By Bob Hertzel
Times West Virginian
Three consecutive losses isn’t exactly the kind of baggage Bob Huggins wants to carry into Kansas to face the best team in the Big 12 on its home court, but even under the circumstances he is heading there for a 2 p.m. game today in something of a positive mood.
That is not to be taken that he thinks his West Virginia University Mountaineers ought to be favored over the Jayhawks, but he did take some positive things out of Wednesday night’s three-point loss to Baylor in the Coliseum.
“We had an opportunity to win,” Huggins pointed out.
That may be grasping for straws, considering that Baylor had come into Morgantown with a three-game losing streak of its own, but taking this one down to the final seconds and getting hard play out of his team was what Huggins considers a major step forward.
“We miss a 3- or 4-footer, miss a tip,” Huggins said of the sequence in the final minute. We rebound that, then miss a wide-open 3 from one of our better 3-point shooters.”
That showed effort, effort which led to opportunity.
Shots will go in or not, but that they were able to get the shots was important.
And then, at the end, while they botched up the final play, they had a chance to tie the game.
All of that offered Huggins something to grasp at with just three regular-season games — at Kansas and Oklahoma and at home against Iowa State — and the Big 12 Tournament left ahead of him and the team.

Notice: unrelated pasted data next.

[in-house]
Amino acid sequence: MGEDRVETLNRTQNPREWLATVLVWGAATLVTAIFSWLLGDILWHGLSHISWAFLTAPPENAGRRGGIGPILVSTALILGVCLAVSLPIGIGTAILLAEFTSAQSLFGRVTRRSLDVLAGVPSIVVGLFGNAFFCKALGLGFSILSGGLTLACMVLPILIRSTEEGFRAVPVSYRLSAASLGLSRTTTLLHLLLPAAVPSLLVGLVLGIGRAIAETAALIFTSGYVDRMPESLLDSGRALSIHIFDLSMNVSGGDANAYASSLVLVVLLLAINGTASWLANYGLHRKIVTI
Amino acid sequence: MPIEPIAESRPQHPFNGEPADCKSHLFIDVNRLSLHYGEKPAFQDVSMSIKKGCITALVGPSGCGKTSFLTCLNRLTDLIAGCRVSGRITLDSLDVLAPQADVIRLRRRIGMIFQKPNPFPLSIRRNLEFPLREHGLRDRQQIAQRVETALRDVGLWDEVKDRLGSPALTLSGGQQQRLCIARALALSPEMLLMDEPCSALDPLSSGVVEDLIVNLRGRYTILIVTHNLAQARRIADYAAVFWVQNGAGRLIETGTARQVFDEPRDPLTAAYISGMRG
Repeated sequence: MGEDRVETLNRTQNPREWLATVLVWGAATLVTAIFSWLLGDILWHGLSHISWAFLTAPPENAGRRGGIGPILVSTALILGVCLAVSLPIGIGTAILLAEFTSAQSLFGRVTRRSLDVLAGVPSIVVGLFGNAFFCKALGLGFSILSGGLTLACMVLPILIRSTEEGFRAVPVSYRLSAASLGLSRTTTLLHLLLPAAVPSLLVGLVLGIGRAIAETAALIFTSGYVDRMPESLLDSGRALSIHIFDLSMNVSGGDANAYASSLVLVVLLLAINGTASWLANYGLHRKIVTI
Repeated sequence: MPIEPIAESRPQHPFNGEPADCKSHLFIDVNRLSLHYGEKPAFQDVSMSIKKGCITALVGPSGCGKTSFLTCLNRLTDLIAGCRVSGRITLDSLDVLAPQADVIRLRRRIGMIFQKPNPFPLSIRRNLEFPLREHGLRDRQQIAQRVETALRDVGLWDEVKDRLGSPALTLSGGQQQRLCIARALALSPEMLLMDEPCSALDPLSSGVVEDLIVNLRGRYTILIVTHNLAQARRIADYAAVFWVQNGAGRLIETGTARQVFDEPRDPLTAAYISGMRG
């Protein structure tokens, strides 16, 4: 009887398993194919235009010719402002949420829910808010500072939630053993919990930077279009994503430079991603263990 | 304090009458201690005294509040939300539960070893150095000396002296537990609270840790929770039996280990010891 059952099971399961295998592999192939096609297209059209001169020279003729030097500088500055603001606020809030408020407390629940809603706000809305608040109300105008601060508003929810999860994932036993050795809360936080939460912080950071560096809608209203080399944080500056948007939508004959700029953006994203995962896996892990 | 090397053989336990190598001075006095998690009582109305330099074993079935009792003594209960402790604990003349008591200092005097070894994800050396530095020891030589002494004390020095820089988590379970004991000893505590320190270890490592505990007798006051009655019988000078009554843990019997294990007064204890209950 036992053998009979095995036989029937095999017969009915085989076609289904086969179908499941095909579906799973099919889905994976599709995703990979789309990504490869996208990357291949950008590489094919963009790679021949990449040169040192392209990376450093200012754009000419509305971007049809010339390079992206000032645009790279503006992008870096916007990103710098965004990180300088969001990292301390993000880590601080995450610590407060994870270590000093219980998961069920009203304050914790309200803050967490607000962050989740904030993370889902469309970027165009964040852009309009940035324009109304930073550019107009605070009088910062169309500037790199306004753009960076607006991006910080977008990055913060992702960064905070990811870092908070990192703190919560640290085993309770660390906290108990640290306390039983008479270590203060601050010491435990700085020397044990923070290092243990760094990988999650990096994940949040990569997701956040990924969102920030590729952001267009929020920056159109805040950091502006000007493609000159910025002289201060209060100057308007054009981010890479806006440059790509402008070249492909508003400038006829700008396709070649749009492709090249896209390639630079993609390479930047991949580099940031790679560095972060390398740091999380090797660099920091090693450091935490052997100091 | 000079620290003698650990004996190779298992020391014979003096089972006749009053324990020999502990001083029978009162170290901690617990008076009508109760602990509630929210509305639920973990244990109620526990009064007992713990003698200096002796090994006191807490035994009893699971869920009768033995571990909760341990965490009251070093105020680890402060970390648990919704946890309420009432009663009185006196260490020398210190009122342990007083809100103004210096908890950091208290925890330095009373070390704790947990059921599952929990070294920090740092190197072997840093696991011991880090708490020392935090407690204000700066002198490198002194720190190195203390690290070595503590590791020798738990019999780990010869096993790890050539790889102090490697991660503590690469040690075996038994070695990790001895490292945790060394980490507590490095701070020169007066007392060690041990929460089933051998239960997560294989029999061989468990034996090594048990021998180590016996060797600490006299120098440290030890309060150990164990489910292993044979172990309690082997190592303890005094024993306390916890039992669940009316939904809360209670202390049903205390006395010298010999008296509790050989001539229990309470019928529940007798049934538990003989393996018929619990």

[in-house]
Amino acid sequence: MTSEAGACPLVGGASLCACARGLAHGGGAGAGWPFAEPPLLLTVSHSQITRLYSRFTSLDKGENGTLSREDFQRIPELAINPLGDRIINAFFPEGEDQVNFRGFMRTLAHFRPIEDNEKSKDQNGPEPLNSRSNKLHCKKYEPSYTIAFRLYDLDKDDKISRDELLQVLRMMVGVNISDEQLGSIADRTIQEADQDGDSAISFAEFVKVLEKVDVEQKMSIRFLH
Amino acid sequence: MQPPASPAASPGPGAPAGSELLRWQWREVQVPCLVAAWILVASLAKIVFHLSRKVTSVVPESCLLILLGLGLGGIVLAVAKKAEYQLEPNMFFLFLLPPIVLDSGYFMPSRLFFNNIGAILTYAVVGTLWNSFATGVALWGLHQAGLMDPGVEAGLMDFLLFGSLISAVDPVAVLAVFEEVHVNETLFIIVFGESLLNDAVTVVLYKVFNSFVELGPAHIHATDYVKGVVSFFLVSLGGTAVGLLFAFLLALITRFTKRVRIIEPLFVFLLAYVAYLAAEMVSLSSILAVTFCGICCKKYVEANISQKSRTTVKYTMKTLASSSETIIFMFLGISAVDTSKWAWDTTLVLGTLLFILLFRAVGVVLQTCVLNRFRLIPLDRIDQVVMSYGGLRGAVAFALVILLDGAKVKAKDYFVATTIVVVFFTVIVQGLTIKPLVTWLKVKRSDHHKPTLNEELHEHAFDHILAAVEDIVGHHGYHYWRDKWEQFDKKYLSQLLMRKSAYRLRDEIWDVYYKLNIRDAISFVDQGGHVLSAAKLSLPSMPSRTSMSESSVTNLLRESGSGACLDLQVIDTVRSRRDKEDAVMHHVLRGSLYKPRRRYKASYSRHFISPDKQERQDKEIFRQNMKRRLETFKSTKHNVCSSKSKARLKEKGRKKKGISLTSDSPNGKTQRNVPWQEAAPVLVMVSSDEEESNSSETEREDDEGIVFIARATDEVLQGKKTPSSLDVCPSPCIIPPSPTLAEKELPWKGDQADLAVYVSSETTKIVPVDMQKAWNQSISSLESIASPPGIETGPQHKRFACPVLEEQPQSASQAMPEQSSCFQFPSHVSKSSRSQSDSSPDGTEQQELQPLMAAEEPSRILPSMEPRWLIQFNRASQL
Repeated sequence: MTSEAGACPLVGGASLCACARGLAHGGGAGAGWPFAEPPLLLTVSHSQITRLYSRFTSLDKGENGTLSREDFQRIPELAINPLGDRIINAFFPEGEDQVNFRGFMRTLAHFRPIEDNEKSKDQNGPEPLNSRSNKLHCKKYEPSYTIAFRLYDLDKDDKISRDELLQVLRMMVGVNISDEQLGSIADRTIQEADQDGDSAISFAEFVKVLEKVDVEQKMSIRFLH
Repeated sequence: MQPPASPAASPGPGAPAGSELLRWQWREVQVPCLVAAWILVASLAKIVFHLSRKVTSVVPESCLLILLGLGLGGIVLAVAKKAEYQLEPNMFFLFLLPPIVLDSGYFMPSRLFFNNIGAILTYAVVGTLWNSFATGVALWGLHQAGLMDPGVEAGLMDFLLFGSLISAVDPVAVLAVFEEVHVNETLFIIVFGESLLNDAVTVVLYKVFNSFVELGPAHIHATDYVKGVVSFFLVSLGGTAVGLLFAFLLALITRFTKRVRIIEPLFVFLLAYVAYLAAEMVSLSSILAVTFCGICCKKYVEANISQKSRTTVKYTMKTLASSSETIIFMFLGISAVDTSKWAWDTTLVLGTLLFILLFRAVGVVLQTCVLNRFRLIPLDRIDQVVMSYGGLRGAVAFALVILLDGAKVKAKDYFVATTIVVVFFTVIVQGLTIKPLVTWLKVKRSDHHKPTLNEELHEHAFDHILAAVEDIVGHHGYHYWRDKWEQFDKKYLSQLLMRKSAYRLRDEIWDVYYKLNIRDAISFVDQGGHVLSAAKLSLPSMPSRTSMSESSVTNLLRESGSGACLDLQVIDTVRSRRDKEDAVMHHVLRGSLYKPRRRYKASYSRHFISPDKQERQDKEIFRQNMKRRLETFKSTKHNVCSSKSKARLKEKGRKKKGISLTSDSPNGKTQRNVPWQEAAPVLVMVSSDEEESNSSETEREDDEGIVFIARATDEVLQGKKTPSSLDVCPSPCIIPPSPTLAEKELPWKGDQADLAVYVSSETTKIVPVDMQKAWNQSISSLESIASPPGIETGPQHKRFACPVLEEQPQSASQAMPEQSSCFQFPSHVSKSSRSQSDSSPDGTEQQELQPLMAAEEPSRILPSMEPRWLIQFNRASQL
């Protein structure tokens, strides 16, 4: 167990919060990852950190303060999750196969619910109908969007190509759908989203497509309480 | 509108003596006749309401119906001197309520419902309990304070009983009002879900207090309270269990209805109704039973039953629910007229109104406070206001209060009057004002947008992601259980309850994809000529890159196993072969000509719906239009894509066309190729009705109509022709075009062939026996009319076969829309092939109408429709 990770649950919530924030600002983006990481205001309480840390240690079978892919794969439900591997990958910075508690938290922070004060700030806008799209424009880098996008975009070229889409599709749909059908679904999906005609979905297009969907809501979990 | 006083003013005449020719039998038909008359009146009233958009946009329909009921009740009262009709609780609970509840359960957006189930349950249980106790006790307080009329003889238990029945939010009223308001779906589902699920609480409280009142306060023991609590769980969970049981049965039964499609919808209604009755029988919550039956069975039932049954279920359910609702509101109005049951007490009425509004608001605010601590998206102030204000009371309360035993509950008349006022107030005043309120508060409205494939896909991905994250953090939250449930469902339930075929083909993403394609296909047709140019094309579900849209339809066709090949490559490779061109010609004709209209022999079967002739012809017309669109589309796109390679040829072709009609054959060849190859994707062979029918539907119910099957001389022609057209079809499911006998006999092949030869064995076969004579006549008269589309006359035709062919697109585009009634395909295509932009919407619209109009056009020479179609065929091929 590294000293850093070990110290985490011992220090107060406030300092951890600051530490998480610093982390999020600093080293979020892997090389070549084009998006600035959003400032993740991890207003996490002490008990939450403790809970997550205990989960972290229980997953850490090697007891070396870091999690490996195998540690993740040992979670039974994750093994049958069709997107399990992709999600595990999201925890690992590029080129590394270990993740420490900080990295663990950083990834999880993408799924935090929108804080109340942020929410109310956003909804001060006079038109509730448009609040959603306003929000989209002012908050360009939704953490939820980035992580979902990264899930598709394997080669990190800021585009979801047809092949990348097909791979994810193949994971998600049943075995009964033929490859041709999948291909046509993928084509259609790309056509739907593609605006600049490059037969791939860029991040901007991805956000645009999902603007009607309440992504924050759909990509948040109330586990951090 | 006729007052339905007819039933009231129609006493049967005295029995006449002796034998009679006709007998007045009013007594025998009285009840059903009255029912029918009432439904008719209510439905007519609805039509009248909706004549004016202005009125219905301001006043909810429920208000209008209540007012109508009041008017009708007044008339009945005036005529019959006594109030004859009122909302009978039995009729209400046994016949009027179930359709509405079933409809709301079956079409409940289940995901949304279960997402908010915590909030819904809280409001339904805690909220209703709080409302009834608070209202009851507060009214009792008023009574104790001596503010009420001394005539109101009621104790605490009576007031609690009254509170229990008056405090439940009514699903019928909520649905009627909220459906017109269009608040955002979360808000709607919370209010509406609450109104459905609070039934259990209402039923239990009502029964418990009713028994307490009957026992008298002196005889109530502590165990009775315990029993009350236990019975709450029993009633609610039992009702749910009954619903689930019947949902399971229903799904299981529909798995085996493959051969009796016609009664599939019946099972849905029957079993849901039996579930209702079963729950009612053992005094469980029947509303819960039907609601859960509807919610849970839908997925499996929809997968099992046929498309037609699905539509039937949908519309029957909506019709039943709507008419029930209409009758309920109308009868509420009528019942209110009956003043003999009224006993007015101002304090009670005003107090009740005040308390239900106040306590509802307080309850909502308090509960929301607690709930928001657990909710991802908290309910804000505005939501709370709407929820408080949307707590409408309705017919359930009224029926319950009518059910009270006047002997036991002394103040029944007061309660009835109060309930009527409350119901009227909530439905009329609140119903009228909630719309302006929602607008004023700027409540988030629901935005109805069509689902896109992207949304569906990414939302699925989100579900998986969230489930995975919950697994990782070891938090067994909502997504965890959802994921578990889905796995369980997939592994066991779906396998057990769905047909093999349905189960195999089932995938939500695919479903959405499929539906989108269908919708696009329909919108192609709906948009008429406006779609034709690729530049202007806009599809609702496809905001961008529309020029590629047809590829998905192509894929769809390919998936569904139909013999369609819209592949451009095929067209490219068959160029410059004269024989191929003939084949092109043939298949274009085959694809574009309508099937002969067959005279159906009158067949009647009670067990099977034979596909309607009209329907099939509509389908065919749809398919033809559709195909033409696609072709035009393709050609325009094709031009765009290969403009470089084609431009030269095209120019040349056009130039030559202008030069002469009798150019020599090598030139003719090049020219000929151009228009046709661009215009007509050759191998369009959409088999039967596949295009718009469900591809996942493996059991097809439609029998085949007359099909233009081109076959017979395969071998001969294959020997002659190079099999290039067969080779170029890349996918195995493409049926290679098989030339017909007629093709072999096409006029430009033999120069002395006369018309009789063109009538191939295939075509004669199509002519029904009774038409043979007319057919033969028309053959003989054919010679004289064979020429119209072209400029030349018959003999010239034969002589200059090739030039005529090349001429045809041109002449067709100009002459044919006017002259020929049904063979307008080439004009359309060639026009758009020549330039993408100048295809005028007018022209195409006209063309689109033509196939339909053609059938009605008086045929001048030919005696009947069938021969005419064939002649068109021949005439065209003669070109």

Then there is the play of Eron Harris, a freshman guard who seems to be heading for stardom once he finds some consistency. Harris scored a career-high 25 points against Baylor after combining for just six points in the previous two games.
He is the Mountaineers’ top scorer in Big 12 games at 12 points a contest.
“I do feel better about the team,” Huggins said. “Obviously, we’re going to a very difficult place to play. The reason (it’s a hard place to play) is because they have been pretty good. In fact, real good.”
In truth, Kansas is one of the storied programs in college basketball history. Its program was founded by the man who invented the sport. It has been home to Wilt Chamberlain and many other legendary players. It has won the national championship and dominated its conference.
It is such a storied program that it warranted Huggins getting included in his contract a $25,000 bonus should he find a way to beat the Jayhawks, a win being worth at least that much in prestige and help in recruiting.
And, while Huggins isn’t about to say his team’s talent is deep enough or good enough to win this game, he notes that it hasn’t been quite as bad as this year’s 13-15 record would indicate.
“Our problem has been shooting ourselves in the foot, not other people shooting us in the foot,” he said.
Inexperience and mistakes have beaten the Mountaineers on most nights, not necessarily being overmatched.
Oh, there have been games like Gonzaga where they just didn’t match up, but there were also games where they could have and should have won.
Part of it was Huggins having the wrong people on the court, something he admits to and says he has corrected beginning with the Baylor game when he changed his starting lineup and altered his rotation.
“If we don’t play as hard as we possibly can there’s no reason to have those guys on the floor,” he said. “That’s been my fault. I tried to coax some people along. I made an error in the way I handled those guys.”
He named no names but Aaric Murray and Jabarie Hinds saw limited playing time in the Baylor game.
“I’ve always been ‘we’ll make mistakes but do it with great enthusiasm and do it as hard as we can do it,’” Huggins said, indicating he had been letting some players slide this year and keep playing when they failed to do that.
Email Bob Hertzel at email@example.com or follow him on Twitter @bhertzel.